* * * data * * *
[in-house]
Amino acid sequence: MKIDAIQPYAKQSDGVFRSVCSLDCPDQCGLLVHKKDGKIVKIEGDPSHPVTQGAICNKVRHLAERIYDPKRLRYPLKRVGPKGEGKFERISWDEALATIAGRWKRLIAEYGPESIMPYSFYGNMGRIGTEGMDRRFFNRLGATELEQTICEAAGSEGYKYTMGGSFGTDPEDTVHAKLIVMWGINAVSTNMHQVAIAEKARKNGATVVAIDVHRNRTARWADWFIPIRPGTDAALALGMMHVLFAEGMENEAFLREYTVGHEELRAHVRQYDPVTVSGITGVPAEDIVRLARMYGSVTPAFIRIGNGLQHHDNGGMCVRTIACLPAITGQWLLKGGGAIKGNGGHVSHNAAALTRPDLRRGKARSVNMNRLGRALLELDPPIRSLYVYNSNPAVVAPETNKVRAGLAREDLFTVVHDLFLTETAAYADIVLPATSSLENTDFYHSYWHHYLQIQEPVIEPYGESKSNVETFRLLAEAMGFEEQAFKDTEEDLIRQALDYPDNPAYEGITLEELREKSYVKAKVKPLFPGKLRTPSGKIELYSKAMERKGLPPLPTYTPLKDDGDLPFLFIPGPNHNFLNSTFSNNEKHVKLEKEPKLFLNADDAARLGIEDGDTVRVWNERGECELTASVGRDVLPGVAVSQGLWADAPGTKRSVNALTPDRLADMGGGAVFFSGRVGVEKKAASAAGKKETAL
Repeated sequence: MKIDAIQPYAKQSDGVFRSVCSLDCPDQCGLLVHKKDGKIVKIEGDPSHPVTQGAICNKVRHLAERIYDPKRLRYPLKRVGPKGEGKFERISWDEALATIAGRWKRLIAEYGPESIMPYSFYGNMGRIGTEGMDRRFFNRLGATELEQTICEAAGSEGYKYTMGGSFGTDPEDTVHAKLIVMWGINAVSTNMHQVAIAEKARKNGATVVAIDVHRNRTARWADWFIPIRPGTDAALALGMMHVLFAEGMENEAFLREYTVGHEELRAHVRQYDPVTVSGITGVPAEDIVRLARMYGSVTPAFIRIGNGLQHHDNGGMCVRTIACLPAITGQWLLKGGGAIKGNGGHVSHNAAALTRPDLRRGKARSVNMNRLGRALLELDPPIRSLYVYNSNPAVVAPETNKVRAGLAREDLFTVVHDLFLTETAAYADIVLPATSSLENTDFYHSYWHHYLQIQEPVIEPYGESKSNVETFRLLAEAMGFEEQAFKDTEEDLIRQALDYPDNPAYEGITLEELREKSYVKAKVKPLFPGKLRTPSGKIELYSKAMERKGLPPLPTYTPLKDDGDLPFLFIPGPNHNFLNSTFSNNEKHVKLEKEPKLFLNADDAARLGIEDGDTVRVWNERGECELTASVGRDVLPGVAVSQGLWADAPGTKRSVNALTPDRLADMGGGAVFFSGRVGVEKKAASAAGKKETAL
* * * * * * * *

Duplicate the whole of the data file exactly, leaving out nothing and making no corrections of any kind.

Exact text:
[in-house]
Amino acid sequence: MKIDAIQPYAKQSDGVFRSVCSLDCPDQCGLLVHKKDGKIVKIEGDPSHPVTQGAICNKVRHLAERIYDPKRLRYPLKRVGPKGEGKFERISWDEALATIAGRWKRLIAEYGPESIMPYSFYGNMGRIGTEGMDRRFFNRLGATELEQTICEAAGSEGYKYTMGGSFGTDPEDTVHAKLIVMWGINAVSTNMHQVAIAEKARKNGATVVAIDVHRNRTARWADWFIPIRPGTDAALALGMMHVLFAEGMENEAFLREYTVGHEELRAHVRQYDPVTVSGITGVPAEDIVRLARMYGSVTPAFIRIGNGLQHHDNGGMCVRTIACLPAITGQWLLKGGGAIKGNGGHVSHNAAALTRPDLRRGKARSVNMNRLGRALLELDPPIRSLYVYNSNPAVVAPETNKVRAGLAREDLFTVVHDLFLTETAAYADIVLPATSSLENTDFYHSYWHHYLQIQEPVIEPYGESKSNVETFRLLAEAMGFEEQAFKDTEEDLIRQALDYPDNPAYEGITLEELREKSYVKAKVKPLFPGKLRTPSGKIELYSKAMERKGLPPLPTYTPLKDDGDLPFLFIPGPNHNFLNSTFSNNEKHVKLEKEPKLFLNADDAARLGIEDGDTVRVWNERGECELTASVGRDVLPGVAVSQGLWADAPGTKRSVNALTPDRLADMGGGAVFFSGRVGVEKKAASAAGKKETAL
Repeated sequence: MKIDAIQPYAKQSDGVFRSVCSLDCPDQCGLLVHKKDGKIVKIEGDPSHPVTQGAICNKVRHLAERIYDPKRLRYPLKRVGPKGEGKFERISWDEALATIAGRWKRLIAEYGPESIMPYSFYGNMGRIGTEGMDRRFFNRLGATELEQTICEAAGSEGYKYTMGGSFGTDPEDTVHAKLIVMWGINAVSTNMHQVAIAEKARKNGATVVAIDVHRNRTARWADWFIPIRPGTDAALALGMMHVLFAEGMENEAFLREYTVGHEELRAHVRQYDPVTVSGITGVPAEDIVRLARMYGSVTPAFIRIGNGLQHHDNGGMCVRTIACLPAITGQWLLKGGGAIKGNGGHVSHNAAALTRPDLRRGKARSVNMNRLGRALLELDPPIRSLYVYNSNPAVVAPETNKVRAGLAREDLFTVVHDLFLTETAAYADIVLPATSSLENTDFYHSYWHHYLQIQEPVIEPYGESKSNVETFRLLAEAMGFEEQAFKDTEEDLIRQALDYPDNPAYEGITLEELREKSYVKAKVKPLFPGKLRTPSGKIELYSKAMERKGLPPLPTYTPLKDDGDLPFLFIPGPNHNFLNSTFSNNEKHVKLEKEPKLFLNADDAARLGIEDGDTVRVWNERGECELTASVGRDVLPGVAVSQGLWADAPGTKRSVNALTPDRLADMGGGAVFFSGRVGVEKKAASAAGKKETAL